In the wake of the passing of his father in March, Dayne Beams was grieving, but unlike most people, it was in the spotlight.
With the responsibility of being captain of the Brisbane Lions falling on his shoulders, and facing the toughest period of his life, Beams was at breaking point.
The 28-year-old opened up to AFLPLayers.com.au about his experiences with mental illness in ‘Courageous Conversations’, a series featuring AFL players talking about mental health, in partnership with the Movember Foundation, aimed at reducing the stigma around mental illness and increasing mental health literacy across the AFL industry and wider community.
When speaking about how bad his mental health had affected him following the loss of his dad, Beams revealed he broke down before his 150th AFL game, when his grief became all too much to overcome.
“No one actually knows this but I was out that day sick, but I wasn’t really sick, I ended up that day having a bit of a breakdown in my room,” Beams said.
With the Lions due to play Port Adelaide that afternoon, Beams contacted David Noble to tell him what was happening.
When Noble came around to Beams’ house to comfort him, it was there when Beams built up the courage to say he wasn’t right to play.
“Just thinking about dad, I just didn’t feel like playing football and I was an emotional wreck that morning of the game,” Beams said.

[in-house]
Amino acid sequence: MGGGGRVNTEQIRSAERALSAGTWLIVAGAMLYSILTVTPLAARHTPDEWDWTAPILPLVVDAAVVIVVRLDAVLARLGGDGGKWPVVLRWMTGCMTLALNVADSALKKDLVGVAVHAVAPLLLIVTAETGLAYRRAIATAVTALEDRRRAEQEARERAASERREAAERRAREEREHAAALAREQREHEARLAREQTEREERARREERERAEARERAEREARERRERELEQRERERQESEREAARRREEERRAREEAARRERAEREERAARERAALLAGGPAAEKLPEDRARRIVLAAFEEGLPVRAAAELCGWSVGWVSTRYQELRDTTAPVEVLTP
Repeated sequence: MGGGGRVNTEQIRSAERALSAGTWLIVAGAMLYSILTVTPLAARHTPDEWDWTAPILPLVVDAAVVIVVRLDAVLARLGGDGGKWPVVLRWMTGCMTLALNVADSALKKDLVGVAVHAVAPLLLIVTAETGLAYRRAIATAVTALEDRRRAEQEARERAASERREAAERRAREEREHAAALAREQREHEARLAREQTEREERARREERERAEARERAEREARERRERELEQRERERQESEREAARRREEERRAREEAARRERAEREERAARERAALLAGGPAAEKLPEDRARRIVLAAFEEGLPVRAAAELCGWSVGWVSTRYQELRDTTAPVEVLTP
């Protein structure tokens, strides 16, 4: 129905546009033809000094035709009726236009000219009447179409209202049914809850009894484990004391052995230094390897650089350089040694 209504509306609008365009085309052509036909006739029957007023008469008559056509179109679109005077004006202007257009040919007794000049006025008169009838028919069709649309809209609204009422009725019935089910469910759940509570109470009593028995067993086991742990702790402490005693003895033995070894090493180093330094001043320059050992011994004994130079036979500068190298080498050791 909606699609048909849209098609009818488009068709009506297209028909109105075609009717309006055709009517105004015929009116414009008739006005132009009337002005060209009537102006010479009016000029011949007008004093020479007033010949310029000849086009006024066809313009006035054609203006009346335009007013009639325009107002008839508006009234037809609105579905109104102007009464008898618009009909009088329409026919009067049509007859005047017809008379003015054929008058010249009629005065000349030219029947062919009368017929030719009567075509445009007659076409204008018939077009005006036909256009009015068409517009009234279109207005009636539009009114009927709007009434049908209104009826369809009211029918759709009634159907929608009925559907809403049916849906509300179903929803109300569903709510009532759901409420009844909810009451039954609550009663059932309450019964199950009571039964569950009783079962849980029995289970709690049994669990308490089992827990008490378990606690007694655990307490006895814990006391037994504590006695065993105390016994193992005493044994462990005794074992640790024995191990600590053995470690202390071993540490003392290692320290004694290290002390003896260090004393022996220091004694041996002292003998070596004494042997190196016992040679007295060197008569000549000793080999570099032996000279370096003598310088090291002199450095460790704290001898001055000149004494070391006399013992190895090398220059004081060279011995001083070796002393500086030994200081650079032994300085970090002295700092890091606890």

“I called David Noble and he came into my room, he put his arm around me and said, ‘What are you thinking of doing?’”
“I just said, ‘I don’t think I should be playing footy today’, I’d be lying if I said I was 100 percent. Physically I was OK, but mentally I was nowhere.”
It wasn’t the first time Beams had opened up about his mental struggles and battling to overcome seeing his dad deal with illness.
In a pre-season training camp in Tasmania, Beams broke down in front of the Lion’s playing squad when talking about what had happened in his life so far.
“I remember the first conversation about it was when we were in Tasmania and we were doing an exercise, and it was about a timeline on basically your life which every player had to do, and I was the first cab off the rank,” Beams said.
“It got really deep and serious for me when I started talking about my dad and his illness. I actually cried in front of the group.”
Although speaking out about his mental struggles initially seemed embarrassing, Beams maintains it’s the best way to overcome something that is affecting you.
It’s sound advice that Beams would offer to someone who is feeling the same way.
“If I had someone come to me and ask for advice, I’d say the first time will always be hard,” Beams said.
“You just feel better getting it off your chest and just letting it out there.”
To highlight how the definition of courage has evolved in the players’ eyes, the AFL playing group has made the decision to expand the selection criteria for the AFL Players’ Most Courageous Award, presented by the Movember Foundation, to ensure that courageous off-field acts are recognised alongside on field actions.
The players have also donated $60,000 to the Movember Foundation through the AFL Players Care program. The money will support men’s mental health initiatives and assist the foundation to reach its 2030 goal to reduce the rate of male suicides by 25 per cent.
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